I haven't seen anything quite like the Victorian Choice waist cincher in my Victorian fashion research, at least not dating from my target era of 1840-1860.  The one below is an antique garment dating from the 1880s or so:

(At this point, you might be wondering why I don't just order my whole costume online and be done with it, especially if you're a sensible, practical person.  Unfortunately for me, I'm an impractical, ridiculous person who needs to have a one-of-a-kind costume entirely of my own making and incorporating all of my own design whimsies, so ordering a readymade costume online is simply out of the question). 

Back to the project at hand:

A Starting Point: Simplicity 8910
Let me assure you that there will be NO dorky bonnet on my head, but I DO like the View C cape from this Simplicity pattern shown above.  I've got a lightweight red microfiber that looks and drapes like velvet and won't need lining for the cape, and I bought some heavy black pom pom trim to use where red trim is shown in the pattern photo.  But I don't like the skirt in that pattern because there is too much bulky fullness at the waist, which would look frumpy-dumpy, and I think the skirt might even have an ELASTIC waist, God forbid.  I have a different pattern that I'm planning to use for my skirt, this OOP (Out of Print) Butterick:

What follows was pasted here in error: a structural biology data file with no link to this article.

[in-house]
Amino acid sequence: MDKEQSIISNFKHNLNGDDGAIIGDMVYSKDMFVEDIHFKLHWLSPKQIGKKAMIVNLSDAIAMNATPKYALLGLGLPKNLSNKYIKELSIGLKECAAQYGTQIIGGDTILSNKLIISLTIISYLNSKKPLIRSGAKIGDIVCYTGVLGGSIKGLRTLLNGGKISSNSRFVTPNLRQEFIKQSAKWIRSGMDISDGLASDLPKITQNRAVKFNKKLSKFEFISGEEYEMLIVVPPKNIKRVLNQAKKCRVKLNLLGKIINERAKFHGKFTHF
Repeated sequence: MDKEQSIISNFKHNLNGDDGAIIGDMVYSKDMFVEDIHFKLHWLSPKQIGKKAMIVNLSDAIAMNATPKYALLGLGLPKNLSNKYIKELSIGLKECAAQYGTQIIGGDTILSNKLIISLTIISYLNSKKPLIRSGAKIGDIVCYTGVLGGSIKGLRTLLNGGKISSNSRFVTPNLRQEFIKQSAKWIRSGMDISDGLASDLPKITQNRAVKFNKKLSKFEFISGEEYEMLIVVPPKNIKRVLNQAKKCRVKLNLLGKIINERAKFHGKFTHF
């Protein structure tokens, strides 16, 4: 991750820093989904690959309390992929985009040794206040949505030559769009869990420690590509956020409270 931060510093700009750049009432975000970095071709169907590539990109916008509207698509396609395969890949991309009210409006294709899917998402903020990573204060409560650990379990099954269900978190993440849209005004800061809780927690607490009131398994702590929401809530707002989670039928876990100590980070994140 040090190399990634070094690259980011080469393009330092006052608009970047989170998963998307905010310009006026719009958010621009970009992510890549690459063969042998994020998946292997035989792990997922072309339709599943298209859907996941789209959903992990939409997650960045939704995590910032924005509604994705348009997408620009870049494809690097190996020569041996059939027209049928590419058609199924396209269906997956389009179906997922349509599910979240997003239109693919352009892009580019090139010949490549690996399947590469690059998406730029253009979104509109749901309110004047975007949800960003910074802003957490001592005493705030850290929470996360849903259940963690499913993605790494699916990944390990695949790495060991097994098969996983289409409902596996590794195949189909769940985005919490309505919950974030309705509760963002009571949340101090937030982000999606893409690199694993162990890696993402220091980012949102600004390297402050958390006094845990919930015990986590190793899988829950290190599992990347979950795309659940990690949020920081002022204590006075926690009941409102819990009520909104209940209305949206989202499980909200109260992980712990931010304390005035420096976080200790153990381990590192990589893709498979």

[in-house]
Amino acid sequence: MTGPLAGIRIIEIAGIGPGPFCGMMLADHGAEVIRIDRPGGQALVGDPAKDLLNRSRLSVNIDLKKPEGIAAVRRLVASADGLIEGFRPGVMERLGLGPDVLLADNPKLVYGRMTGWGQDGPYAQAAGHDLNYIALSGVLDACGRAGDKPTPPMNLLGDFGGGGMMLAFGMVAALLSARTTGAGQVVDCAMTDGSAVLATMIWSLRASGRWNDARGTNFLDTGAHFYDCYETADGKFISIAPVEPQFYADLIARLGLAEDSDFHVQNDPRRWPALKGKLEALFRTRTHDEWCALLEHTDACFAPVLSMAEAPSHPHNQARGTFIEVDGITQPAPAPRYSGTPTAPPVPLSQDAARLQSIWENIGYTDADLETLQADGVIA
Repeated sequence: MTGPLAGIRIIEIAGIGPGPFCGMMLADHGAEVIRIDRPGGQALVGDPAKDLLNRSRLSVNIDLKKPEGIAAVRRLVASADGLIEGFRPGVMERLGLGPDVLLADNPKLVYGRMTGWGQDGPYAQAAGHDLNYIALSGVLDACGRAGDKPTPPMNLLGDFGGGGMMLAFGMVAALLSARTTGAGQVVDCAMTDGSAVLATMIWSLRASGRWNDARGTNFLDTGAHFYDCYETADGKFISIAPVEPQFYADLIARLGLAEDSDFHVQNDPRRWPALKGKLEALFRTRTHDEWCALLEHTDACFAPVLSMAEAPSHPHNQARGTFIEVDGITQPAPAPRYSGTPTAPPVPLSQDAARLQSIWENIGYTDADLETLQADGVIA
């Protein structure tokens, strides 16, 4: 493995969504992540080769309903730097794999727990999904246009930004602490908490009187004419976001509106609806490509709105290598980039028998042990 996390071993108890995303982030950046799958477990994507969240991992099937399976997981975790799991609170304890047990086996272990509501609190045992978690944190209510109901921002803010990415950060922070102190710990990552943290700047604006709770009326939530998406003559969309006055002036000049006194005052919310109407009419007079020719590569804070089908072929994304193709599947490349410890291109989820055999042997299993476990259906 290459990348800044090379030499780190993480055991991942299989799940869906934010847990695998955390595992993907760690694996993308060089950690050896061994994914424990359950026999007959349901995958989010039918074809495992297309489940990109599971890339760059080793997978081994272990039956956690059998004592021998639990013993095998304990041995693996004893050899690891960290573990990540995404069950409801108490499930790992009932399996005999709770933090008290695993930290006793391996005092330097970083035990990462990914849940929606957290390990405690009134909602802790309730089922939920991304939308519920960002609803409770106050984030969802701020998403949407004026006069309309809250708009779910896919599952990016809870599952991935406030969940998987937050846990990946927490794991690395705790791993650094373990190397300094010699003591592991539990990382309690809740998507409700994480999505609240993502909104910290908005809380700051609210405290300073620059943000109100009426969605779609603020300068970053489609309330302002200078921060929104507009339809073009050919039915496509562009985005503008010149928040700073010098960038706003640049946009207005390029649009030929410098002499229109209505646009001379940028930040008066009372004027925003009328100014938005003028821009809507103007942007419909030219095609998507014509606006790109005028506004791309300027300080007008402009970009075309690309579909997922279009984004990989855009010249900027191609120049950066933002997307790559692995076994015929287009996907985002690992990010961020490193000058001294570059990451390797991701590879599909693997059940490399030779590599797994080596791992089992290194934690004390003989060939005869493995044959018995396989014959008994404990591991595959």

OOP Butterick Pattern 3418
I like this pattern better than the Simplicity skirt pattern because of the princess seams, which keep fullness at the hem while reducing bulk at the waistline.  I may even gather and attach my skirt to the waistband by hand the way my original costume was made, because that historically accurate technique wasn't difficult and it really did allow a tremendous amount of fabric to gather up at the waist without any bulk.  That's key to creating the illusion of a corseted silhouette without actually having to wear a corset -- waist cincher with full, puffy blouse above and full, puffy skirt below.